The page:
Ang Kagila-gilalas na Pakikipagsapalaran ni Zsazsa Zaturnnah
Believe me when I say that this graphic novel is a fresh breeze. Hence, this is my final official entry to my Filipiniana Feature Month WordPress event.
I’ve heard of Zaturnnah years before, but I was able to watch the movie two or three years ago and read the graphic novel last week. And I must say that in the movie, the musical (which my sister has watched) and the graphic novel, there is a certain fidelity and unity testifying to the strength and brilliance of the Zaturnnah franchise.
The original graphic novel focuses on Ada and his best friend Didi, both members of the third sex. (To be less politically correct: they are both gays.) Ada, an owner of a small beauty parlor, receives a strange stone from the sky with the word ‘Zaturnnah’ etched on it. Whenever he swallows the stone, Ada turns into a voluptuously muscular female superhero, whom Didi dubs as ‘Zsazsa Zaturnnah.’ Zaturnnah then goes on to battle a giant frog, a horde of mumus, and a posse of radical alien feminists hellbent, for some strange reason, on dominating Ada’s little town. At the same time, Ada/Zaturnnah also has to contend with his/her feelings and romantic needs, condensed in the form of Dodong, a well-endowed *ehem, I’m getting a relish for certain things* and chivalrous young man. With the stress brought by evil supervillainesses and, worse, a troubled love life, Zaturnnah/Ada is stretched thin to meet the demands of both fronts.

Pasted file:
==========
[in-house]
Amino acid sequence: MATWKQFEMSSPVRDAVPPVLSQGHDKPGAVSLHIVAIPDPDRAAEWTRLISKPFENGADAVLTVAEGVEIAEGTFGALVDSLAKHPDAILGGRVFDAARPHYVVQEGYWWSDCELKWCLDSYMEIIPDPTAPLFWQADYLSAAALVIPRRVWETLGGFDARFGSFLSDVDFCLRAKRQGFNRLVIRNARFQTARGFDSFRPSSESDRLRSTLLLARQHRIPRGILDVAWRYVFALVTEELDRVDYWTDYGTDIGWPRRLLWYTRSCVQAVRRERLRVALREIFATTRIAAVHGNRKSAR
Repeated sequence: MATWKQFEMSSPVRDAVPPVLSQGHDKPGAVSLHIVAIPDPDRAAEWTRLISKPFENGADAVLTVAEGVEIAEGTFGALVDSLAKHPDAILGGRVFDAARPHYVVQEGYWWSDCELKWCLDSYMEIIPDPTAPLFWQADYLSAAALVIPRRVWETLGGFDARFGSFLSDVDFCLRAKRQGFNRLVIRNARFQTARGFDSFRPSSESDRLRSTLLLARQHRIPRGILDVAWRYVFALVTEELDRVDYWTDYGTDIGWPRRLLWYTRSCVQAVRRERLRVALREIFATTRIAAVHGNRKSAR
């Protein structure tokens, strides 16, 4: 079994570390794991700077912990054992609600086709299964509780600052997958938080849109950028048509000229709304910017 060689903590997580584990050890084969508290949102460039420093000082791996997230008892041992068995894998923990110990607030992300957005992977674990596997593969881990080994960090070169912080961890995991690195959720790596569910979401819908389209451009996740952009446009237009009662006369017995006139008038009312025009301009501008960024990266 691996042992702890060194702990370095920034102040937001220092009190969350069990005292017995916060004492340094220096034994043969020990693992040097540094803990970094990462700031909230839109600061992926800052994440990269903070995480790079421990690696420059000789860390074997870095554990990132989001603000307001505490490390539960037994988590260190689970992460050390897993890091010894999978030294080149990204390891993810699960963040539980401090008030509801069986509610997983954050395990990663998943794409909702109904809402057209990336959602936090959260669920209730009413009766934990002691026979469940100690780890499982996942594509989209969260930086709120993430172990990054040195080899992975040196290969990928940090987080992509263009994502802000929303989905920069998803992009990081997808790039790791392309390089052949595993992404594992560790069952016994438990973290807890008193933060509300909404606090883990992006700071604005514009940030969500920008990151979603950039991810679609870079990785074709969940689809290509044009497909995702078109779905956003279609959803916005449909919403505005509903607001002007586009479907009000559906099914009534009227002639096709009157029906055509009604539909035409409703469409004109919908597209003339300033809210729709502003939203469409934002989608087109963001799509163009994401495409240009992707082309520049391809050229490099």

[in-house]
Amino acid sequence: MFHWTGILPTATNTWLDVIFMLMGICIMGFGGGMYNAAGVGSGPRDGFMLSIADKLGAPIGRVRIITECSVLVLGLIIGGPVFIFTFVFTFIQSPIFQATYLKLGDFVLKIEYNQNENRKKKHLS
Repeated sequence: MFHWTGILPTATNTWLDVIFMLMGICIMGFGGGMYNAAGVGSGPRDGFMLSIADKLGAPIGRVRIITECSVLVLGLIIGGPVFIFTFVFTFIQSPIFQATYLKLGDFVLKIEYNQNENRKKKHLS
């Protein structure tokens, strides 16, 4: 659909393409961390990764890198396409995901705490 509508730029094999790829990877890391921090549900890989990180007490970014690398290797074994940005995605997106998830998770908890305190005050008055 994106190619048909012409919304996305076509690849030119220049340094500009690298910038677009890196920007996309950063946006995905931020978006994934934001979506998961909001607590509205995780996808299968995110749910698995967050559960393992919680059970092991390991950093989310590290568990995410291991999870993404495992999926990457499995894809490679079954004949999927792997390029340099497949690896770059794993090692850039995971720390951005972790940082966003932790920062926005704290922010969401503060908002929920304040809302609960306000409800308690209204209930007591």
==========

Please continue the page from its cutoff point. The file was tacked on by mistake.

Much has been said of Zsazsa Zaturnnah being a milestone for third sex literature–and the franchise, from Vergara’s graphic novel to the movie, truly is. That strangely moving scene between Ada/Zaturnnah and his/her father, now part of the mumu army, really struck me: that a father would, even beyond the grave, still harbor his disappointment and rather tear himself to pieces than accept Ada for who he truly is! And yet, even the biggest chauvinist, given that he has something of a literary inclination, cannot help but be at least amused with the self-aware humor in Vergara’s graphic novel. Ada’s swallowing the stone just because Didi told him to, Zaturnnah getting those dramatically burlesque panels, the superhero sardonically yelling at the panicking crowd to stay aside so as to avoid the rampaging giant frog, the said crowd’s uncontrollable tendency to surround dangerous fight scenes… all these things “deconstruct” (whatever that word means nowadays) the graphic novel form and the superhero genre, re-presenting the experience in a funny new light without trying to be hyped and/or intellectual. I mean, come on, see that scene where Queen Femina Suarestellar Baroux channels a tiger with her kung fu routine and Zsazsa channeling a mermaid with her… interesting… mahalay arts. If you don’t at least smirk at that episode, you should probably see a psychiatrist or three.
The musical and the movie, by extension, are also good renditions of the Zaturnnah story. My sister, who has watched the musical, said that the story was engaging and the music wonderful, even though the “Didi” dominated the stage. (Then again, Ada was never meant to be a show-stopper.) Perhaps the musical’s being staged seven times says something of its popularity, its ability to capture the audience’s imaginations. The movie I can vouch for, even though it did not bag an MMFF award. The music ranges from catchy (“Babae Na Ako”) to haunting (“Multo ng Nakaraan”), and its plot, retaining much of the original (as I later found out), preserves the soul of the graphic novel. The musical, the movie, and the graphic novel, in the end, are all must-sees.
Because really, we need more “earthy” literature. We need literature that can reconcile the intellectual might of the academe and the gravitational popularity of mass media. Perhaps Zsazsa Zaturnnah has shown us the way. And now, as I end my Filipiniana Feature Month after presenting one photo album, one academic novel, one movie, and one graphic novel, I hope that those who write Filipiniana can finally push the frontiers not a little forward, no, not anymore, but by leaps and bounds.